So you’re writing a technical report for your electronics engineering professor and you need to insert a symbol for the unit of resistance, Ohms.
Okay, maybe that scenario is unlikely unless you’re me. But what if you’re typing an email to your friend in Charlottetown, PEI and you want to tell them it’s still five degrees Celsius here? Surely you don’t want to write out the whole word “degrees!” Try this: type the number 5, then press Option-K together. Then type a capital C. The result: 5˚C, simple as that.
Back to my original example: technical reports. You can hunt around in Word’s list of special characters if you like. Apple’s equivalent is searchable, at least – choose Edit > Special Characters or press Control-Command-Space to bring it up. But almost every key on your keyboard has a special character associated with it already, enabling you to say that a resistor has an resistance of 6.8Ω without lifting your fingers off the keyboard. That Ohms symbol, the capital Greek letter omega, can be typed by pressing Option-Z. The letter choice isn’t random, either – the electrical symbol for impedance (which isn’t limited to just resistance) is Z.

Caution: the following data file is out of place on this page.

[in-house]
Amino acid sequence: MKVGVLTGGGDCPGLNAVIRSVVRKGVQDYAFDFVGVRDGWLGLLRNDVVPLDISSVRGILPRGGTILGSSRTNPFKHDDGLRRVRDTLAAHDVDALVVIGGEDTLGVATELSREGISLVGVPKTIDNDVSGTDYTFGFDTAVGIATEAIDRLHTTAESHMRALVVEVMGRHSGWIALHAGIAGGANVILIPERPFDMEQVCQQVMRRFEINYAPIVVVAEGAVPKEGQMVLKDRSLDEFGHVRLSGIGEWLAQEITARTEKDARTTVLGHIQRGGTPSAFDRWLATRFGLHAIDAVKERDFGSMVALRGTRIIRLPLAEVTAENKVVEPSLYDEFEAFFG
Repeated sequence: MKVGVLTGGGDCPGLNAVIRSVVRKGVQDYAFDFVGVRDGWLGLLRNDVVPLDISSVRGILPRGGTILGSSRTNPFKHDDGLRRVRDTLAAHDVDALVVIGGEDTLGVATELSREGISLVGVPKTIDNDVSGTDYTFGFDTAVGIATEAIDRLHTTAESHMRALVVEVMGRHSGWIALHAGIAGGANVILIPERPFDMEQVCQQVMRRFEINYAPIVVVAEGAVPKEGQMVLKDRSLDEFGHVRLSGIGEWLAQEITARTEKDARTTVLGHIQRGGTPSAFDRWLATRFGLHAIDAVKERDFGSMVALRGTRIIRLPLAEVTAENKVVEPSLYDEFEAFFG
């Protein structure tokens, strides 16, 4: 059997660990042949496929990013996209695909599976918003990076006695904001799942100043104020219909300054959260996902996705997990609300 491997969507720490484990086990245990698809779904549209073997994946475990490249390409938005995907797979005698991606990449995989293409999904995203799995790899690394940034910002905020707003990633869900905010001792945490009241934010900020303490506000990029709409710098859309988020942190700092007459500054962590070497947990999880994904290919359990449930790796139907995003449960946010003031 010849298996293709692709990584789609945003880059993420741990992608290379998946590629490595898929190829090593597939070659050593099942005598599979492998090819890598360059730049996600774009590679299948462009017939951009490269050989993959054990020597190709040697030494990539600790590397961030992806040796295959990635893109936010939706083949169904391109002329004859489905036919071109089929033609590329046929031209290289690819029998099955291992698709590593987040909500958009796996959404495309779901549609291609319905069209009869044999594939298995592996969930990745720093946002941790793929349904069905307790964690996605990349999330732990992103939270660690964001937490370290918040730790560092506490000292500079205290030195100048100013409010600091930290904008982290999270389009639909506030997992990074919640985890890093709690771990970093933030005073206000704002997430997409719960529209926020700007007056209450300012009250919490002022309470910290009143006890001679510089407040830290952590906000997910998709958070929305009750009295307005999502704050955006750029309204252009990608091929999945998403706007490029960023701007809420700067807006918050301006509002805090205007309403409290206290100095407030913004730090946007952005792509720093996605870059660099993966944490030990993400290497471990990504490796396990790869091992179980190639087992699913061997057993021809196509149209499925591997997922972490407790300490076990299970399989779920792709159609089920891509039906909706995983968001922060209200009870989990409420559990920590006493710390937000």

There are other symbols, too, such as the copyright and registered symbols (Option-G and Option-R, respectively). In TextEdit, uppercase and lowercase editions of accented characters and other odd-looking uncles of our twenty-six alphabetical letters are available by using Option- and Shift-Option-[letter].
Try some key combinations yourself, but be sure to experiment in an innocuous app like TextEdit since these keyboard shortcuts might mean different things to different apps!